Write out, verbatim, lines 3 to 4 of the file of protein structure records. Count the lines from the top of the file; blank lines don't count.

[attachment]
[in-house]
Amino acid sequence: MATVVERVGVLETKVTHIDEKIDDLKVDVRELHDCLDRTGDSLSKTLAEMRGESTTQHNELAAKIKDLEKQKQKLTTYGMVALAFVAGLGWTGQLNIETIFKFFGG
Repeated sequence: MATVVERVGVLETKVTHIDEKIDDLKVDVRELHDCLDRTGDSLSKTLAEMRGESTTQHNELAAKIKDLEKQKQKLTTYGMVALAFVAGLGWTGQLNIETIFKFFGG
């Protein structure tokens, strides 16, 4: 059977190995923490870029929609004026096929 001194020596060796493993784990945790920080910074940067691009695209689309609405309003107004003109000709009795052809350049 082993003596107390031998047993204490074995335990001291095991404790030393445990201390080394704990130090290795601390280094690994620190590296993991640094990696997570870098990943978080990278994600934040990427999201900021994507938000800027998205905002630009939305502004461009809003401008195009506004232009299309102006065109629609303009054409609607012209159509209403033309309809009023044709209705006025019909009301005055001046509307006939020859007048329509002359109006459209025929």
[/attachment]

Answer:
Repeated sequence: MATVVERVGVLETKVTHIDEKIDDLKVDVRELHDCLDRTGDSLSKTLAEMRGESTTQHNELAAKIKDLEKQKQKLTTYGMVALAFVAGLGWTGQLNIETIFKFFGG
């Protein structure tokens, strides 16, 4: 059977190995923490870029929609004026096929 001194020596060796493993784990945790920080910074940067691009695209689309609405309003107004003109000709009795052809350049 082993003596107390031998047993204490074995335990001291095991404790030393445990201390080394704990130090290795601390280094690994620190590296993991640094990696997570870098990943978080990278994600934040990427999201900021994507938000800027998205905002630009939305502004461009809003401008195009506004232009299309102006065109629609303009054409609607012209159509209403033309309809009023044709209705006025019909009301005055001046509307006939020859007048329509002359109006459209025929």